Congressional Report Assesses Uses of Technology

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Washington--The Congressional Office of Technology Assessment (OTA) last week released the final version of "Informational Technology and Its Impact on American Education." The document is intended to provide Congressional policymakers with a comprehensive overview of the potential uses of technology in education.

The technology office released a brief summary of the full report's findings at a meeting of two House subcommittees in September. (See Education Week, Sept. 22, 1982.)

Report Contents

The final 259-page report includes: a more detailed discussion of the United States as an information society, with a look at the future; projections of possible shifts in the composition of the workforce caused by the "information revolution," and their implications for education and training; effects the emerging technologies could have on the "provision of education"; the state of research and development in educational technology; conditions that may affect the further application of technology in education; case studies of established programs in several settings, including public-school systems, libraries, and museums; and a discussion of the federal role in the development of technology for education.

The report includes information on cable-television systems, satellite communication, digital telephone networks for linkages between computer terminals, direct broadcast and low-power broadcast developments, computers, video technology (including videodisks), and information services that integrate several of these in one system.

"Whether or not the new information technologies fulfill their educational potential will depend, in part," the report states, "on the kinds of actions that the Federal Government takes to assure that these technologies are used effectively and made accessible to all."

Arguments for Federal Action

The report lists arguments for and against federal action. Among the arguments for federal involvement, the report notes:

The anticipated "information society" will create new demands for education and training. Computer-based automation in the manufacturing and service sectors will create a need for workers who can be continually retrained as changes occur and new technologies are developed. There will also be a growing demand for scientific and technical experts.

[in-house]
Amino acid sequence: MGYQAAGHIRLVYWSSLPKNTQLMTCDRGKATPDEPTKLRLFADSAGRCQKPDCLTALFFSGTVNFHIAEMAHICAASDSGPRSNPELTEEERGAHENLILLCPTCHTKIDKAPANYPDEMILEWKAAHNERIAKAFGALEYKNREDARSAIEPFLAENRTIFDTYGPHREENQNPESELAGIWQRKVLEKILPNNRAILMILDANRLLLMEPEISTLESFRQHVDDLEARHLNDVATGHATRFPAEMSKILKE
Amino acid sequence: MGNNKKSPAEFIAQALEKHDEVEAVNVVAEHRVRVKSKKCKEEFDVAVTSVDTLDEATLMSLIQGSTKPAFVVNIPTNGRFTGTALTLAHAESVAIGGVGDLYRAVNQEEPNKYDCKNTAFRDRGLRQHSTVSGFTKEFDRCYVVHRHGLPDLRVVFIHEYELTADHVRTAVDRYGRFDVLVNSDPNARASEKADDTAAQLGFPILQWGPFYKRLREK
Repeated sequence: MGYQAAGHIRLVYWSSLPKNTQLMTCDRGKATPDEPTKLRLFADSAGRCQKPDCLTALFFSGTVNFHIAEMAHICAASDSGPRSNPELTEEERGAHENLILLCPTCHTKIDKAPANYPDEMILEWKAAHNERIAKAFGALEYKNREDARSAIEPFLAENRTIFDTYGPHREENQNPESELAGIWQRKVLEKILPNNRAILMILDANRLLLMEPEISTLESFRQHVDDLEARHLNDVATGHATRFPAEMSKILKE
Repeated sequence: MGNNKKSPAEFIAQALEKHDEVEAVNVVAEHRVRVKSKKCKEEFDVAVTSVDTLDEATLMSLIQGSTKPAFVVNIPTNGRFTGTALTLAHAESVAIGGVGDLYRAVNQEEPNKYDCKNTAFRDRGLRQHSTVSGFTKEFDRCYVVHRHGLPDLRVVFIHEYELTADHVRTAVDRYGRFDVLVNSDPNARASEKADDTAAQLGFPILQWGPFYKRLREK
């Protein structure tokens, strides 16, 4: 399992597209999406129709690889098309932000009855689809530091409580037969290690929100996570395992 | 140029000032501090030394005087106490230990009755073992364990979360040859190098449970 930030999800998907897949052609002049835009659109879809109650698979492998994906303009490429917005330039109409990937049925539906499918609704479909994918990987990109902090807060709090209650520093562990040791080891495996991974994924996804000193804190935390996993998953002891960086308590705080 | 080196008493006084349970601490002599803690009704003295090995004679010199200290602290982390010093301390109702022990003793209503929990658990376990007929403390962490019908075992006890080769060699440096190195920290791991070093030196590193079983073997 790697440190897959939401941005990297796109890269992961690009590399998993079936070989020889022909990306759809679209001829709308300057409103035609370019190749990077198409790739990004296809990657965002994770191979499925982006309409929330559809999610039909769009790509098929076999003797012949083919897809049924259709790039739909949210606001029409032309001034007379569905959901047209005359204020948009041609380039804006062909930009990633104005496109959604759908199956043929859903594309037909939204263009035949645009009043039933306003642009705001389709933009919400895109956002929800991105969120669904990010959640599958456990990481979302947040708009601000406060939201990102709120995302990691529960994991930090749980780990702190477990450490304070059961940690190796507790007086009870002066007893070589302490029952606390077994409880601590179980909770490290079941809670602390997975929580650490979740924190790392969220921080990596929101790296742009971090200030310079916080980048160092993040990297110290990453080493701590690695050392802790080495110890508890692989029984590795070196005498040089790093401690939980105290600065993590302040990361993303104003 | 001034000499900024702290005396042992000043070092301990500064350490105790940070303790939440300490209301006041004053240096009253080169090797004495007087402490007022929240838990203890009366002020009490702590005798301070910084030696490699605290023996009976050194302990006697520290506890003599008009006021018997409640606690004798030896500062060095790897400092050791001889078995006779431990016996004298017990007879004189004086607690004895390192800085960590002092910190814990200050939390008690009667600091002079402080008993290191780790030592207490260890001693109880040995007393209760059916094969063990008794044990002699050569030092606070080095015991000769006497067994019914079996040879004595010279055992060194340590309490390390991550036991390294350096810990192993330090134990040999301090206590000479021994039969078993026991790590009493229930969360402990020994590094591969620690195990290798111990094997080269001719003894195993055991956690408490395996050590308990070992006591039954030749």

The report notes that "even in the current economy, the information industry is growing at a rate of over 20 percent per year."

It also cites a study by the Bureau of Labor Statistics that says there will be a need for nearly one million new professionals trained in compu-ter skills during the next decade.

Information technology could help schools overcome many problems they face today, but without an active federal role some schools could be left behind or could choose not to use technology for lack of funds, information, motivation, or direction.

The report suggests that educational use of technologies will not reach its full potential without a coordinated effort, possibly one led by the federal government.

Among the arguments against extensive federal involvement, the report states, are: that the private sector is the place for development of educational technology; that extensive federal involvement is politically unlikely during times of general budgetary constraint; and that too little is known about the long-term effects of the new technologies on learning.

Other Potential Barriers

The report lists other potential barriers to applying the new developments to education, including the shortage of properly-trained teachers, the lack of adequate software, and the cost.

Although the cost of computer hardware and communications services is dropping, the report states, investment in technology is still a substantial financial commitment for schools.

The OTA discusses several Congressional options:

Subsidize hardware. Congress could increase direct funding to schools to allow them to purchase hardware. The OTA case studies show that many of the most successful schools now employing computers used federal funds as seed money for their programs.

Congress could also pass legislation that would give computer companies tax writeoffs for hardware donated to public schools. One such bill (the "Apple Bill"), was passed by the House of Representatives this fall and is pending in the Senate.

Subsidize software. The report says that many software producers are wary of embarking on expensive development projects for the highly uncertain education market.